By Nalo Hopkinson
Caribbean culture meets sci-fi meets folklore meets thriller! This looks enormously fun — a unique story and a bewildering blend of influences; striking language and “lushly detailed worlds”, that add up to a special sui generis sort of book.
The book features “[c]omplex, clearly evoked characters, haunting descriptions of exotic planets, and a stirring story…” And it’s marked by very particular language and voice: “Caribbean patois adorns this novel with graceful rhythms…”
Many of the chapters open with myths, tales describing a planet of lore, drawing us with them into the story. There’s a kind of meta-narrator, perhaps an omniscient voice, denoted in a different font. Late in the book, we see this voice, these prefaces, merge with the main thread of the story in some as-yet-unknown way.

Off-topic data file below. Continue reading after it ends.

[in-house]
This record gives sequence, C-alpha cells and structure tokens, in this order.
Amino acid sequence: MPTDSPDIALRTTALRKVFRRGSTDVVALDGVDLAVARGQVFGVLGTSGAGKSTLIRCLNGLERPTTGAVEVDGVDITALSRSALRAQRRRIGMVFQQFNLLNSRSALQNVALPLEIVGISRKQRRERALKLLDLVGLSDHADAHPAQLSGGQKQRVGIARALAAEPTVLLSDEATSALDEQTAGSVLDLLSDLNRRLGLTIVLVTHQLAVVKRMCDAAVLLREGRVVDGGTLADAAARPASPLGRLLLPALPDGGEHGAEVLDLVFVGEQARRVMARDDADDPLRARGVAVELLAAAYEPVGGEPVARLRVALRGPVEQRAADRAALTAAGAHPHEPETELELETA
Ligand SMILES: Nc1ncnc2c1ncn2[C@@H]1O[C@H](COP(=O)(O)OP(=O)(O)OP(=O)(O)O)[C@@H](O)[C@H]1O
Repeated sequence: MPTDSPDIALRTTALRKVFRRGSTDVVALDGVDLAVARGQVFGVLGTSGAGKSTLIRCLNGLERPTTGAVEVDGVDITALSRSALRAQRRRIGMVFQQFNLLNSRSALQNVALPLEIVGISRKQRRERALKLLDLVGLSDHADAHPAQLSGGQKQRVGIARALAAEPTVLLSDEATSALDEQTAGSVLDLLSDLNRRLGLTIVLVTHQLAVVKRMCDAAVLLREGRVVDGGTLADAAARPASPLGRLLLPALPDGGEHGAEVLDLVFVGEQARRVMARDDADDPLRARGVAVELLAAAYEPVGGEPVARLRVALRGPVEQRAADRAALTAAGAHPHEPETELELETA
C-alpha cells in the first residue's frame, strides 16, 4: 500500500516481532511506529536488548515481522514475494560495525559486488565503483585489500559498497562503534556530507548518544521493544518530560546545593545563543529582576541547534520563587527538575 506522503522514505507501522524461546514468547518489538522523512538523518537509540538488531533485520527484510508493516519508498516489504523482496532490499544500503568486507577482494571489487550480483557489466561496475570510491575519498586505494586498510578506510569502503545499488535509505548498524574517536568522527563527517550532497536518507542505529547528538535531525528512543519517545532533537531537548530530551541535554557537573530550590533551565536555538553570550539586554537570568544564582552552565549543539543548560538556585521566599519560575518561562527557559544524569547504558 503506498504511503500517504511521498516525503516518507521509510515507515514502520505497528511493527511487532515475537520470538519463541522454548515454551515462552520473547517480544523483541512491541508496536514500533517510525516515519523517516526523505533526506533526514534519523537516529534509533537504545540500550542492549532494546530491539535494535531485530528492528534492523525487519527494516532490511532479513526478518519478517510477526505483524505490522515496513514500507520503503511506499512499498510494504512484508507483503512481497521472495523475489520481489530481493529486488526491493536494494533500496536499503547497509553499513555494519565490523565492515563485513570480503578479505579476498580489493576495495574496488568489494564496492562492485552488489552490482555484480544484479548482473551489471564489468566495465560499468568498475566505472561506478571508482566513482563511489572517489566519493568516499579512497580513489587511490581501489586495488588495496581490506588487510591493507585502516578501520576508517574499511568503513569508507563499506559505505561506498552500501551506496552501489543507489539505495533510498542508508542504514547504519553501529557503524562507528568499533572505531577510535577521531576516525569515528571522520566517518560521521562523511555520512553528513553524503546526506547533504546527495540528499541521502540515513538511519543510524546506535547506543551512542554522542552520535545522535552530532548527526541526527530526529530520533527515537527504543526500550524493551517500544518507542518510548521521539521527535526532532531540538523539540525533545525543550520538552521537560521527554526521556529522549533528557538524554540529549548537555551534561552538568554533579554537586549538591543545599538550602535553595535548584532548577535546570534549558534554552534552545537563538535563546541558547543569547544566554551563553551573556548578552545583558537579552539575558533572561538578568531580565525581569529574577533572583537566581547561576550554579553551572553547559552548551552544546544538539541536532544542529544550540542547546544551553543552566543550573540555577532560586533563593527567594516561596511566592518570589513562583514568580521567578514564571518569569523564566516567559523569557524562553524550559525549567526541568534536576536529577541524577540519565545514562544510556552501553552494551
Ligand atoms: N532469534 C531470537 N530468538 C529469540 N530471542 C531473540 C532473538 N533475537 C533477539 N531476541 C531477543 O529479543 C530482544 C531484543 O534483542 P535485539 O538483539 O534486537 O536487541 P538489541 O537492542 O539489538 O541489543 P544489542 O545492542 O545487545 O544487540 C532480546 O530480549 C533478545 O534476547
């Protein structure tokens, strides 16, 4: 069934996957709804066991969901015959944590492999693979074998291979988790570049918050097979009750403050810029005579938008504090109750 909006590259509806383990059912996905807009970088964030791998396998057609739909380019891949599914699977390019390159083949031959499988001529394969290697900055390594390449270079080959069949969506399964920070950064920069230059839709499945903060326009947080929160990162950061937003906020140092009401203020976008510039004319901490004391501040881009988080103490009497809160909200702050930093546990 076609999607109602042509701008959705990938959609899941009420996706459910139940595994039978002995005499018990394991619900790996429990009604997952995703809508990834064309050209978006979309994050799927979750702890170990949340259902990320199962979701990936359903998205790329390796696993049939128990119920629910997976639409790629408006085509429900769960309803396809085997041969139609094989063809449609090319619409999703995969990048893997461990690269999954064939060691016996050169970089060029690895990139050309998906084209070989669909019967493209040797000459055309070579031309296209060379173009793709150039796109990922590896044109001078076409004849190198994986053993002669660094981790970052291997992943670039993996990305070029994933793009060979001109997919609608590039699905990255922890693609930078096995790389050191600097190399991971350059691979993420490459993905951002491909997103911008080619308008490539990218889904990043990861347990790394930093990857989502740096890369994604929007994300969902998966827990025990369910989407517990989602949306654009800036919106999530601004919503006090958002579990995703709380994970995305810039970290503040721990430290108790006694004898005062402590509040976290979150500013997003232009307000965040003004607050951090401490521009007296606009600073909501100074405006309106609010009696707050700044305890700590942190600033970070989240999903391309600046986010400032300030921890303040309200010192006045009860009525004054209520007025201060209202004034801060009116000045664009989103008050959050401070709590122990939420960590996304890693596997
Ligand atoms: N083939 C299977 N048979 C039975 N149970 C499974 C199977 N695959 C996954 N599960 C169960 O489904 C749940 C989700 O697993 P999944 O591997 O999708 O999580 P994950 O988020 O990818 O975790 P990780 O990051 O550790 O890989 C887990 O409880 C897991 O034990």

The striking cover caught my eye, but what sold me on this book as worth a second look and more is that it made me realize how impoverished so much science fiction is, and how a seemingly simple blend of topics and stylistic features can make a story stand out. Diverse and ambitiously creative voices like Hopkinson’s are vital for moving forward not only the genre, but all of literature, our entire capacity for imagining different worlds and possible futures.